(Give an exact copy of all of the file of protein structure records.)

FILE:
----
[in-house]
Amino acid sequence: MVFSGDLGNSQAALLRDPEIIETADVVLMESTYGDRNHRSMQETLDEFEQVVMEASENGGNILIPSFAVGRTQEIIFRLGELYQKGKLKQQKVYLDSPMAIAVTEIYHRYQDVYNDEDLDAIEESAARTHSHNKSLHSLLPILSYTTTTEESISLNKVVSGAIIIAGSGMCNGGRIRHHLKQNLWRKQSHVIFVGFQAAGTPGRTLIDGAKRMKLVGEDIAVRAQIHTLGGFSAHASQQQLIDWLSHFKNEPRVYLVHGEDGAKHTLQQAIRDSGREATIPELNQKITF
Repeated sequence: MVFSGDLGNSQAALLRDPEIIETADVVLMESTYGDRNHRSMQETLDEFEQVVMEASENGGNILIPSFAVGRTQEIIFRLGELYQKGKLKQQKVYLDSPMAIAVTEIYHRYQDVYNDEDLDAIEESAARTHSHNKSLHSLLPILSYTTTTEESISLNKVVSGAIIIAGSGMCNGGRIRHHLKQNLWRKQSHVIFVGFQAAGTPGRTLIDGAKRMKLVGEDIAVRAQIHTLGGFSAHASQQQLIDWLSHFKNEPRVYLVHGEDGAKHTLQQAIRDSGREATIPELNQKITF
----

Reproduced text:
[in-house]
Amino acid sequence: MVFSGDLGNSQAALLRDPEIIETADVVLMESTYGDRNHRSMQETLDEFEQVVMEASENGGNILIPSFAVGRTQEIIFRLGELYQKGKLKQQKVYLDSPMAIAVTEIYHRYQDVYNDEDLDAIEESAARTHSHNKSLHSLLPILSYTTTTEESISLNKVVSGAIIIAGSGMCNGGRIRHHLKQNLWRKQSHVIFVGFQAAGTPGRTLIDGAKRMKLVGEDIAVRAQIHTLGGFSAHASQQQLIDWLSHFKNEPRVYLVHGEDGAKHTLQQAIRDSGREATIPELNQKITF
Repeated sequence: MVFSGDLGNSQAALLRDPEIIETADVVLMESTYGDRNHRSMQETLDEFEQVVMEASENGGNILIPSFAVGRTQEIIFRLGELYQKGKLKQQKVYLDSPMAIAVTEIYHRYQDVYNDEDLDAIEESAARTHSHNKSLHSLLPILSYTTTTEESISLNKVVSGAIIIAGSGMCNGGRIRHHLKQNLWRKQSHVIFVGFQAAGTPGRTLIDGAKRMKLVGEDIAVRAQIHTLGGFSAHASQQQLIDWLSHFKNEPRVYLVHGEDGAKHTLQQAIRDSGREATIPELNQKITF